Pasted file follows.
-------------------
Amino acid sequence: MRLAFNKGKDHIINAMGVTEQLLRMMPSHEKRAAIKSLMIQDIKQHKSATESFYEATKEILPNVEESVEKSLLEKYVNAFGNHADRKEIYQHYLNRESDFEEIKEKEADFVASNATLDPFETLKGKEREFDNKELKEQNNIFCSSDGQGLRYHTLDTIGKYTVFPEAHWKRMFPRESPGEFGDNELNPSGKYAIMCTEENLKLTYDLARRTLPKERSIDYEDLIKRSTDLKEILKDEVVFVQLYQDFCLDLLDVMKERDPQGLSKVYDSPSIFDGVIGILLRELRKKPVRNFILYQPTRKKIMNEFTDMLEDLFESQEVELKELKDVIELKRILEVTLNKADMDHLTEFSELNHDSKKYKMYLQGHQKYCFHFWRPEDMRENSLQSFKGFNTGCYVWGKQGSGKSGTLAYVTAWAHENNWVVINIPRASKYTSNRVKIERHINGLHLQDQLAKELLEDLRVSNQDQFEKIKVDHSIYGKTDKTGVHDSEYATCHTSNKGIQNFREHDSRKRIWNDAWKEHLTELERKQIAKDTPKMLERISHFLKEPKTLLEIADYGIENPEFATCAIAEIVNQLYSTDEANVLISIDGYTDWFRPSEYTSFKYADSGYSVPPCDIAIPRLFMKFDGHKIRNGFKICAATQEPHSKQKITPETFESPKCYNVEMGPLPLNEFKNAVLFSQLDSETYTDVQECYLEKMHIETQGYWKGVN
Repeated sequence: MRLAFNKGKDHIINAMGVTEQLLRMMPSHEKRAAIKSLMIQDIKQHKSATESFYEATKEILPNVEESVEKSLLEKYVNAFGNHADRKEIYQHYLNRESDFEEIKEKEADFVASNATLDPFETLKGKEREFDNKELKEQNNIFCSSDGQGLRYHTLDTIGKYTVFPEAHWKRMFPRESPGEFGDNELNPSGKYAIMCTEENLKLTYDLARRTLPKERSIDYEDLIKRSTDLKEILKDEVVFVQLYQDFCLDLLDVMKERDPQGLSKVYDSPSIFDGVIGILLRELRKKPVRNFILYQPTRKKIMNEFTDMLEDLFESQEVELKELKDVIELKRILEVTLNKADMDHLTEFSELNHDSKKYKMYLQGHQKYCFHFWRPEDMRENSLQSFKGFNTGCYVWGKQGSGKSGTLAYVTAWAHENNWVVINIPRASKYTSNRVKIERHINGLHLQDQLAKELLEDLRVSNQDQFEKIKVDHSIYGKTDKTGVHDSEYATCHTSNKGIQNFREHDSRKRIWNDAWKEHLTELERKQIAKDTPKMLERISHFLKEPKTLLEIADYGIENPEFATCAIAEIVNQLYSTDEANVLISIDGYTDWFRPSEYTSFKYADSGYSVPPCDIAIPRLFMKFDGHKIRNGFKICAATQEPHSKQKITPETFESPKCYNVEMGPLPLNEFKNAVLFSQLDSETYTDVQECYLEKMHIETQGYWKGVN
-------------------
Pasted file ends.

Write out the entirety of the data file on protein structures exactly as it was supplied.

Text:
Amino acid sequence: MRLAFNKGKDHIINAMGVTEQLLRMMPSHEKRAAIKSLMIQDIKQHKSATESFYEATKEILPNVEESVEKSLLEKYVNAFGNHADRKEIYQHYLNRESDFEEIKEKEADFVASNATLDPFETLKGKEREFDNKELKEQNNIFCSSDGQGLRYHTLDTIGKYTVFPEAHWKRMFPRESPGEFGDNELNPSGKYAIMCTEENLKLTYDLARRTLPKERSIDYEDLIKRSTDLKEILKDEVVFVQLYQDFCLDLLDVMKERDPQGLSKVYDSPSIFDGVIGILLRELRKKPVRNFILYQPTRKKIMNEFTDMLEDLFESQEVELKELKDVIELKRILEVTLNKADMDHLTEFSELNHDSKKYKMYLQGHQKYCFHFWRPEDMRENSLQSFKGFNTGCYVWGKQGSGKSGTLAYVTAWAHENNWVVINIPRASKYTSNRVKIERHINGLHLQDQLAKELLEDLRVSNQDQFEKIKVDHSIYGKTDKTGVHDSEYATCHTSNKGIQNFREHDSRKRIWNDAWKEHLTELERKQIAKDTPKMLERISHFLKEPKTLLEIADYGIENPEFATCAIAEIVNQLYSTDEANVLISIDGYTDWFRPSEYTSFKYADSGYSVPPCDIAIPRLFMKFDGHKIRNGFKICAATQEPHSKQKITPETFESPKCYNVEMGPLPLNEFKNAVLFSQLDSETYTDVQECYLEKMHIETQGYWKGVN
Repeated sequence: MRLAFNKGKDHIINAMGVTEQLLRMMPSHEKRAAIKSLMIQDIKQHKSATESFYEATKEILPNVEESVEKSLLEKYVNAFGNHADRKEIYQHYLNRESDFEEIKEKEADFVASNATLDPFETLKGKEREFDNKELKEQNNIFCSSDGQGLRYHTLDTIGKYTVFPEAHWKRMFPRESPGEFGDNELNPSGKYAIMCTEENLKLTYDLARRTLPKERSIDYEDLIKRSTDLKEILKDEVVFVQLYQDFCLDLLDVMKERDPQGLSKVYDSPSIFDGVIGILLRELRKKPVRNFILYQPTRKKIMNEFTDMLEDLFESQEVELKELKDVIELKRILEVTLNKADMDHLTEFSELNHDSKKYKMYLQGHQKYCFHFWRPEDMRENSLQSFKGFNTGCYVWGKQGSGKSGTLAYVTAWAHENNWVVINIPRASKYTSNRVKIERHINGLHLQDQLAKELLEDLRVSNQDQFEKIKVDHSIYGKTDKTGVHDSEYATCHTSNKGIQNFREHDSRKRIWNDAWKEHLTELERKQIAKDTPKMLERISHFLKEPKTLLEIADYGIENPEFATCAIAEIVNQLYSTDEANVLISIDGYTDWFRPSEYTSFKYADSGYSVPPCDIAIPRLFMKFDGHKIRNGFKICAATQEPHSKQKITPETFESPKCYNVEMGPLPLNEFKNAVLFSQLDSETYTDVQECYLEKMHIETQGYWKGVN